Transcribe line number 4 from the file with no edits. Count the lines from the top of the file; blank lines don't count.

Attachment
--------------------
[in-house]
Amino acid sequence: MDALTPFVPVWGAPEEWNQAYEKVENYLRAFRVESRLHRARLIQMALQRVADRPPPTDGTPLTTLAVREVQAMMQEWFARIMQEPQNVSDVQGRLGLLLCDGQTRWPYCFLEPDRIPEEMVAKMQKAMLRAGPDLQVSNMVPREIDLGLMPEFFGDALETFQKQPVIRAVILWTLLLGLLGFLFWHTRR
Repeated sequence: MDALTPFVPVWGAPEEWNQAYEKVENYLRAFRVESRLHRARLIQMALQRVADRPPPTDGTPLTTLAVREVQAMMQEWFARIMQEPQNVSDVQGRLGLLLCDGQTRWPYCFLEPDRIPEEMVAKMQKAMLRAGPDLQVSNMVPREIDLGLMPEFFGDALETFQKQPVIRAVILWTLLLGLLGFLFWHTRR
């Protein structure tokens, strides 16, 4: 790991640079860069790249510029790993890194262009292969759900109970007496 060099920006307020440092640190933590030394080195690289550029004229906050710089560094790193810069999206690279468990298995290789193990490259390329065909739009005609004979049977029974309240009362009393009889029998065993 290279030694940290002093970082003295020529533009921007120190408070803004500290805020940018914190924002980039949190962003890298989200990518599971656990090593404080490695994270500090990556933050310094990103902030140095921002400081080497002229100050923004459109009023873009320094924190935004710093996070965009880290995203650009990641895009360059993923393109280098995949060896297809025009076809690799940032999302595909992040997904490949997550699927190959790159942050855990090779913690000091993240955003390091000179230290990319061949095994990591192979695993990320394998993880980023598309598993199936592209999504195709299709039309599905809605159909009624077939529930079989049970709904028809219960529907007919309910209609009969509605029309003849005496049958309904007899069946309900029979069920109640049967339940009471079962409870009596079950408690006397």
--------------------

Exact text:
């Protein structure tokens, strides 16, 4: 790991640079860069790249510029790993890194262009292969759900109970007496 060099920006307020440092640190933590030394080195690289550029004229906050710089560094790193810069999206690279468990298995290789193990490259390329065909739009005609004979049977029974309240009362009393009889029998065993 290279030694940290002093970082003295020529533009921007120190408070803004500290805020940018914190924002980039949190962003890298989200990518599971656990090593404080490695994270500090990556933050310094990103902030140095921002400081080497002229100050923004459109009023873009320094924190935004710093996070965009880290995203650009990641895009360059993923393109280098995949060896297809025009076809690799940032999302595909992040997904490949997550699927190959790159942050855990090779913690000091993240955003390091000179230290990319061949095994990591192979695993990320394998993880980023598309598993199936592209999504195709299709039309599905809605159909009624077939529930079989049970709904028809219960529907007919309910209609009969509605029309003849005496049958309904007899069946309900029979069920109640049967339940009471079962409870009596079950408690006397």